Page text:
Hon SUE ELLERY: Yes. I said at the outset of my comments in response to Hon Michael Mischin that I still rely on the first arguments that I gave. We will not be supporting this amendment. We believe it poses a risk. In pointing out proposed subsection (2)(b), I was trying to draw Hon Michael Mischin’s attention to the fact that the amendment went further than he was suggesting.

Hon ALISON XAMON: I wanted to confirm that because I wanted to make it very clear that the government is not prepared to contemplate any part of this amendment. I also look at the Terrorism (Preventative Detention) Act 2006 quarterly reports that are tabled in this place. I take a keen interest in them. The sort of detail that would be required in these reports is a little bit more than simple sheer numbers. We already have that. They include the number of preventive detention orders made, but go on to detail the number of persons taken into custody, the number of persons kept in custody, how long each person was in detention and other information. This information is already provided to Parliament, as is appropriate. If part of the argument is that we are talking about large numbers, I have been monitoring this since I came back into this place and have been receiving the quarterly reports. I can advise members that in every instance it has been zero. We are clearly not talking about huge numbers of people pertaining to this. Because that act concerns extraordinary measures to deal with terrorist activity, Parliament at the time saw fit—I think, appropriately—to require some level of accountability coming back to Parliament about how it was being used.

I want to pick up on at least a couple of points made in the minister’s initial response to my amendment. By collating this information and increasing the number of persons who have access to the information, the minister expressed a concern that that would risk exposing the information to other sources and that disclosure could compromise the integrity of ongoing investigations. We are used to having a number of people who are security cleared and authorised to receive a lot of deeply sensitive high-level information. I do not think it would be beyond the wit of the Department of Justice to ensure that whoever is responsible for compiling that information has the appropriate security clearances. If they did not do that, I think it would be negligent on their part. I am not convinced that that is a particularly compelling argument. I am sure that we are not talking about sending an inexperienced intern across to access such sensitive information. I would think that anyone dealing in this realm would have the appropriate security clearances. I remind members that we are talking about the most minimal amount of information being made available to Parliament so we can at least be aware of what is going on. It is true that we are contemplating potentially having a review clause included. But should such an amendment be passed, after the review has been completed, there will be no capacity for Parliament to receive any sort of ongoing data. That is assuming that the review clause will be passed.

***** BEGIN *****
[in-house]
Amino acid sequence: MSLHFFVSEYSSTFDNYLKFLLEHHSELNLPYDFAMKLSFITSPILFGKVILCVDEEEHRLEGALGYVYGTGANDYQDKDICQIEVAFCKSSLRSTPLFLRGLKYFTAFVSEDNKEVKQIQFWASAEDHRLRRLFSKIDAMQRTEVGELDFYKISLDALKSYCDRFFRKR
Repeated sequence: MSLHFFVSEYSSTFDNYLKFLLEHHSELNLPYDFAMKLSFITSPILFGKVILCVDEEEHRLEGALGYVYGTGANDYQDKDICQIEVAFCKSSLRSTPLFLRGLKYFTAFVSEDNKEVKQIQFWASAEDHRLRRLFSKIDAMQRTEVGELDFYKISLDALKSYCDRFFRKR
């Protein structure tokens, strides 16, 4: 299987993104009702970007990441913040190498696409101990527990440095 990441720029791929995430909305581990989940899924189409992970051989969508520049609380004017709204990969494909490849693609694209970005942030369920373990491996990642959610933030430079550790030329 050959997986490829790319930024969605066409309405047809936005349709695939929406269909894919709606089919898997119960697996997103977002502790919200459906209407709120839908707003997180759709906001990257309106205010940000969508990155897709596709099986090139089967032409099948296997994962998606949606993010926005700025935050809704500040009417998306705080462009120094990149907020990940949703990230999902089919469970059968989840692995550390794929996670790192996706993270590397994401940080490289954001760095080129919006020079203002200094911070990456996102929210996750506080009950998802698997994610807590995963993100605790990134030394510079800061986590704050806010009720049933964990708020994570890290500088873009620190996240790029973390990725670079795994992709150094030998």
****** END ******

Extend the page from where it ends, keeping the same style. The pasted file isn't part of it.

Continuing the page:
I believe that this is a minimum and important safeguard. As I indicated in an earlier debate, I would also have liked our senior law officer, the Attorney General, to receive minimal information. That has not been the will of the chamber. At the very least, I would consider that this amendment could and should be contemplated. Having said that, I am also prepared, subject to discussion, to look at dropping proposed subsection (2)(b) if that would make the amendment more palatable to other members in this place. I believe that if proposed section 66D(1) and 66D(2)(a) were passed, they would at least provide some degree of information. It would not be the full extent of information that I think Parliament is entitled to and should seek, but it would provide some comfort that at least the base level of information is being made available.

Comments and speeches from various members

Hon ALISON XAMON: I hear the government’s grave concerns about the compilation of this particular data. I need to refer to a foreshadowed amendment in order to make my point. I had originally put on the supplementary notice paper a review period after five years for this bill, and the government came back with a suggested review clause after three years. I have subsequently withdrawn my amendment because I am quite comfortable to go with the government’s proposed amendment instead. It begs the question though: would this not be the exact data that would need to be compiled in order to conduct that review? If not, what on earth would the review have the opportunity to look at? It would appear that should that amendment for a review be supported—if the government chooses to withdraw it, I will put mine straight back on the supplementary notice paper—that data will have to be compiled. My amendment basically says that that data needs to be made available to Parliament in the same way that we do with the Terrorism (Preventative Detention) Act 2006 provisions pertaining to section 54(2). I suppose that is my question. If the government is not going to compile it for any proposed review, what on earth would be in the review?

Comments and speeches from various members

Progress reported and leave granted to sit again, pursuant to standing orders.